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July 2, 2012 FacebookTwitterFlickrRSSSEND TO A FRIENDPRINT
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Inside this issue
White Castle to Gadget Maker See Risks in Health Law
Health Care: It's Time for Hard Choices
Highway Bill OK'd; Safety Rules Lacking
Toyota Recalls 154,000 Lexus Models to Fix Floor Mat Problem
Cars to Celebrate Americana
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Top Stories
White Castle to Gadget Maker See Risks in Health Law

William Underriner, president of Underriner Motors in Billings, Montana, knows what he spent [on health care coverage] for his 65 employees in 2011 at his group of Buick, Volvo, Honda and Hyundai franchises: more than $300,000. Notwithstanding the Obama administration’s pledges of cost containment, bills will keep rising, said Underriner, who watched news coverage of the court ruling from his glass-walled office in the showroom, surrounded by Honda Crosstour and Pilot sport-utility vehicles, an Accord sedan and an Odyssey minivan. “Each year, it’s getting harder and harder” to continue paying 100 percent of employees’ premiums, he said. Underriner wears a second hat as well, as chairman of the National Automobile Dealers Association, the trade group for about 16,000 new-vehicle retailers in the U.S. NADA said in a statement that the Obama measure “remains a flawed law.”
Source: Bloomberg

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Health Care: It's Time for Hard Choices

Small dealers weigh costs, coverage, fines

Now that President Obama's health care reform is going forward, automotive businesses of varied sizes are assessing their options. Judith Krupnick, president of Cherry Hill Volvo of Cherry Hill, N.J., said her executive team is looking at options. She provides insurance for 23 of her 60 employees. But the law requires her to insure all full-time employees or pay a $2,000 tax annually for every full-time employee.... Krupnick said the fines would be "substantially less expensive" than providing the coverage, she said. She said she now pays about $6,000 per employee for their coverage. But dealerships that drop coverage for employees and pay the fines risk losing valuable employees who expect health insurance. The vast majority of dealerships now provide health coverage, says the National Automobile Dealers Association. NADA, which opposed the law from the start, restated its opposition after the ruling. In a statement last week, NADA said: "The resources that dealers must put toward meeting these new health care mandates prevent them from growing their businesses and, in many cases, hinder their ability to offer quality health care plans to their employees. "Congress should revisit this law to ensure that dealership employees are not forced out of employer-based health care plans."
Source: Automotive News

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Highway Bill OK'd; Safety Rules Lacking

The two-year highway bill, approved by both houses of Congress on Friday, doubles fines on automakers that fail to recall vehicles in a timely fashion to $35 million from the current $17 million but left out many new safety requirements sought by the Senate. In the wake of Toyota Motor Corp.'s recall of nearly 10 million vehicles, stemming from reports of sudden acceleration, many in Congress and safety advocates pushed for sweeping auto safety legislation. Friday's vote largely ends that effort in the short term.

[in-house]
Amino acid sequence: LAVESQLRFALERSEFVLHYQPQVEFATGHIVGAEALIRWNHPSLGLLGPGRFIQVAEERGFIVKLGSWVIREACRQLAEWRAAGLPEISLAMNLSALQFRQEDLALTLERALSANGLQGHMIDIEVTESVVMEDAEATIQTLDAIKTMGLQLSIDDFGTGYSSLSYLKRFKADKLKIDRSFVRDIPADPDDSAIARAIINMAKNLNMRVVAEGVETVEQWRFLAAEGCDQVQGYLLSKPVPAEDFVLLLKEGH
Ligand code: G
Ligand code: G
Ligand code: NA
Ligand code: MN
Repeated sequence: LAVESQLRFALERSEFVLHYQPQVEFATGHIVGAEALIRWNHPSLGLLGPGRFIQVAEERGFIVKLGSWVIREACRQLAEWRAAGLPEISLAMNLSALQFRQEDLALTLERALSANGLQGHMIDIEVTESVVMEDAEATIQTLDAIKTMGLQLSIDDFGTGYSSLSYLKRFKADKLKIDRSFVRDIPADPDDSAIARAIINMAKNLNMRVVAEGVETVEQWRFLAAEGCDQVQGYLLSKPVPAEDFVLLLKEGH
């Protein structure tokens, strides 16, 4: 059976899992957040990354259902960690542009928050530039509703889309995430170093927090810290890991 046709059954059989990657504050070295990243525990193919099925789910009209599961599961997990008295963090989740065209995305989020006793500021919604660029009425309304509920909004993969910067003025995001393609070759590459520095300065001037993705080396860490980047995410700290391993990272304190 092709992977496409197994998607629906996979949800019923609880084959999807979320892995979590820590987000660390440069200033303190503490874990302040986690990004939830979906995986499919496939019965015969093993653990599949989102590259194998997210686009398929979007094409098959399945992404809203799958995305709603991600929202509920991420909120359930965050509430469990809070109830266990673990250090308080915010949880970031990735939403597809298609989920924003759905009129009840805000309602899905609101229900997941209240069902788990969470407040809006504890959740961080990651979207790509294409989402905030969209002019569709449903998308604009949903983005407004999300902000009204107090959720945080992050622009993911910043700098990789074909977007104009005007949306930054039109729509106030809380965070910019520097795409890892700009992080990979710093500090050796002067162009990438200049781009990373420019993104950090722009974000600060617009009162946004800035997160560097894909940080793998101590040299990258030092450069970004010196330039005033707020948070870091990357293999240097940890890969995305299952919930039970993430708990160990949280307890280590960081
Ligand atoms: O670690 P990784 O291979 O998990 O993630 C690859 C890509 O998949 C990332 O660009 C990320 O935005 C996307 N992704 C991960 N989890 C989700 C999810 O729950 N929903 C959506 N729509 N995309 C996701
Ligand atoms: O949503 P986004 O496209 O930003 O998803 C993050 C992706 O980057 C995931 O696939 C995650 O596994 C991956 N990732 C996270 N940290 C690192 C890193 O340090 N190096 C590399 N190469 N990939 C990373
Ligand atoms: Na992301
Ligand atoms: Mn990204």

Source: The Detroit News

Editor’s note: NADA supported this comprehensive legislation. Included in the bill is a provision that directs the Secretary of Transportation to issue a rule allowing paper odometer disclosure statements to be provided electronically. This modernization will facilitate electronic titling and electronic lien release, producing savings for states, consumers and dealers alike.

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Toyota Recalls 154,000 Lexus Models to Fix Floor Mat Problem

Toyota, facing customer complaints and gentle prodding from federal regulators, is recalling 154,000 2010 model-year Lexus vehicles, saying Friday there is the potential for pedals to be trapped by floor mats -- a serious safety issue harkening back to the millions of vehicles the company recalled in recent years.
Source: Detroit Free Press

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Cars to Celebrate Americana
By Larry Printz

This July 4 pre-weekend, let's step back in time and let our feelings of patriotism well up inside us like overheated radiators. Put on that Dacron polyester outfit. Pour yourself a martini. Put an Antonio Carlos Jobim album on the record player. That's it. Relax and enjoy a bit of '60s American automotive swagger in the best Don Draper fashion.
Source: The Virginian-Pilot

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More Articles
"Congress should revisit this law to ensure that dealership employees are not forced out of employer-based health care plans."

-- NADA in a statement on the U.S. Supreme Court's 5-4 decision to uphold the Affordable Care Act, Automotive News, July 2

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